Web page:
>>Department of Ecological Modelling >> Personal homepage Thorsten Wiegand >> 













Maite Louzao 




Marine protected areas for the conservation of marine top predators


Maite is an active ocean scientist especially interested in the conservation of marine top predators (e.g. seabirds, marine mammals, marine turtles, large predatory fishes, sharks) which are in rapid decline worldwide. Within this framework, she preformed her PhD on the Conservation Biology of the critically endangered Balearic Shearwater, endemic to the Mediterranean, at IMEDEA (CSIC-UIB) in Mallorca (Spain) and later she became interested in the marine top predators of the Southern Ocean. Assessing different conservation initiatives for marine top predators requires a multidisciplinary approach which integrates marine ecology, statistical analysis, and computation modelling in an innovative way. Collaborative work with Dr. Thorsten Wiegand (Helmholtz Centre for Environmental Research – UFZ) and Dr. Henri Weimerskirch (CEBC-CNRS, France) will help fulfilling these challenges.


Postdoc project in Leipzig
The state of the global oceans is rapidly deteriorating due to the effect of human activities, and the extinction risk of marine species is far greater than previously thought. The main threat to the marine environment is posed by over-fishing, which has resulted, in many cases, in extinctions of both target and incidentally caught species of no commercial interest, including marine top predators (e.g. large pelagic fish, turtles, cetaceans, and seabirds). Seabirds belonging to the order Procellariiformes are amongst the most pelagic of seabirds and occur in all of the world’s oceans. Procellariiformes face many threats at their breeding habitat, but fishing activity is their main conservation problem in the marine environment since many thousands of birds are killed annually by longline fisheries and populations have shown marked declines over the last decades, especially in the Southern Ocean.

Maites will develop effective conservation strategies for marine top predators, taking into account their spatiotemporal population dynamics as well as the dynamics of longline fisheries. Our analytical approach will be based on data from the Tracking Ocean Wanderers conservation initiative, which is based on remote-tracking data covering over 90% of all extant albatross and petrel tracking data, with special focus on the Wandering Albatross Diomedea exulans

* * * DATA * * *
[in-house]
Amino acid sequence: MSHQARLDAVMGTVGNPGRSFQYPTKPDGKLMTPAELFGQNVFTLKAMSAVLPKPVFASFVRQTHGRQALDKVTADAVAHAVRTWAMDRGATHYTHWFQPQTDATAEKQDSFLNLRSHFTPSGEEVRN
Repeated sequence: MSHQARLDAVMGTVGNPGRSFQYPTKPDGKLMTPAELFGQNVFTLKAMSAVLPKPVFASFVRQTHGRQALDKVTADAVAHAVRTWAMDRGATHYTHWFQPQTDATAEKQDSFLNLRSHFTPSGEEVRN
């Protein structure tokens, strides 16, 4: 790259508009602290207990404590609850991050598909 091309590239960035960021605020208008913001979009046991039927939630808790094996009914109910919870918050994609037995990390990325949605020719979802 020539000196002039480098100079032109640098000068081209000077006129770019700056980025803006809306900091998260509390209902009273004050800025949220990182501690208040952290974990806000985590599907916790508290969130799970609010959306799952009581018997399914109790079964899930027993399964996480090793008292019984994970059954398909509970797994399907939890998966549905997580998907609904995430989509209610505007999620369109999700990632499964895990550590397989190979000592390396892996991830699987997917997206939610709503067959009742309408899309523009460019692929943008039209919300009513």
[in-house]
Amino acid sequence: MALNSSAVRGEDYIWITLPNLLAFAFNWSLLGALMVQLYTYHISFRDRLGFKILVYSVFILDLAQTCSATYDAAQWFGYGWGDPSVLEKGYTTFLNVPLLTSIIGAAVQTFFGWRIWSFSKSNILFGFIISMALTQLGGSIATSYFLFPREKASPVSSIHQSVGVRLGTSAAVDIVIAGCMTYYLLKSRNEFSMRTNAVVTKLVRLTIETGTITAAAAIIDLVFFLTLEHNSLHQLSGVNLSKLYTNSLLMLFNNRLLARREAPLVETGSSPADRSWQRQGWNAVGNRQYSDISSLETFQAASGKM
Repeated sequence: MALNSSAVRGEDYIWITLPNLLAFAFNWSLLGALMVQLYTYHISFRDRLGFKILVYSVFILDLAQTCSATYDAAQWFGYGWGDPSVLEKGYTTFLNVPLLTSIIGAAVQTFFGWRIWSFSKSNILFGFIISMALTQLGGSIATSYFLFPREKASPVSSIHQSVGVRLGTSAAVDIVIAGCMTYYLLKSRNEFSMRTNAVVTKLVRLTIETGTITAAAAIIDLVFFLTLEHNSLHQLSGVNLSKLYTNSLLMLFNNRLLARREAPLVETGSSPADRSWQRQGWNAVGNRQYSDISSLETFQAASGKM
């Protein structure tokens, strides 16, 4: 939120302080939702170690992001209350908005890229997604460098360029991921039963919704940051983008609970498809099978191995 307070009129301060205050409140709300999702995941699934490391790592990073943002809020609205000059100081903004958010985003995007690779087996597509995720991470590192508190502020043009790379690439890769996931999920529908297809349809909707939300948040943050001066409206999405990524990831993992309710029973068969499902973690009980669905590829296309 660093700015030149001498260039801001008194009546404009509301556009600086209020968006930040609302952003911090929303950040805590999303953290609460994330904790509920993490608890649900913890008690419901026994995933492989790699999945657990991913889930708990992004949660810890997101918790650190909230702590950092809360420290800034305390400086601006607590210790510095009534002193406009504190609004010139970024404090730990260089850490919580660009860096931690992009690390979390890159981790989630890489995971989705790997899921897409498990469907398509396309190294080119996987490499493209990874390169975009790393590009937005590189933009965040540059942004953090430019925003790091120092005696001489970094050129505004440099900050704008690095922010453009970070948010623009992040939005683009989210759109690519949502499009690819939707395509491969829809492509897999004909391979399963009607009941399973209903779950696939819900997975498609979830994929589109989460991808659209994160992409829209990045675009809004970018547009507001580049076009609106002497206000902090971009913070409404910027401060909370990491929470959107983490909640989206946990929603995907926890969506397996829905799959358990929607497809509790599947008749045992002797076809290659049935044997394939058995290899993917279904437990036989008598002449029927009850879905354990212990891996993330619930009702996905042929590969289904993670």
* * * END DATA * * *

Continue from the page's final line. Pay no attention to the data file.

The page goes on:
The complexity of these challenges requires a multidisciplinary approach which integrates marine ecology, statistical analysis, and computation modelling in an innovative way. Maite will apply the most appropriate recent techniques of GIS-based habitat modelling, individual-based and spatially-explicit, pattern-oriented, population viability analyses, and multi-criteria decision analysis. This combined approach facilitates the inclusion of data from various sources in a structurally realistic way into the model and allows performing simulations of different fishery management scenarios for studying their effectiveness, which is impossible in the sea.



    Colony of Wandering Albatross in Crozet (Photo: A. Jaeger)



     Breeding pair of Wandering Albatross in Crozet (Photo: V. Lecomte).



PhD Project

Maites PhD project was focussed on the Conservation Biology of the Critically Endangered Balearic shearwater Puffinus mauretanicus carried out at the Institut Mediterrani d’Estudis Avançats (IMEDEA - Mediterranean Institute of Advanced Studies, CSIC-UIB, Mallorca, Spain), under the supervision of Dr. Daniel Oro and Dr. Pep Arcos (IMEDEA and SEO/BirdLife, respectively). The main goal was to provide a conservation diagnosis of this endemic species to the Balearic Islands in the western Mediterranean, through the study of its life-history traits and interactions with the marine environment. The monitoring programme of the Balearic shearwater was established in 1997 under the auspicious of the Balearic Government. The Population Ecology research group conducted the monitoring programme between 2001 and 2004. Maite took actively taken part in the surveys during these years, monitoring the breeding cycle of the species and manipulating individuals for capture-recapture, banding, morphometric measurements, blood and feather sampling. This study has been one of the the first which integrated the study of the two habitat components of seabirds: the breeding colonies on land and the foraging grounds at sea. The study was carried out under the DISCBIRD European Project. The main aim was to provide detailed information of the impact of discard rate changes on seabird communities, both in the North Sea and western Mediterranean, in order to minimize the impacts of this management measure.


  Balearic shearwater flying (Photo: JM Arcos)


  Balearic shearwater breeding in Mallorca (Photo: D. Oro)


    Modified: 07.04.2009   Resp.: Thorsten Wiegand     webmaster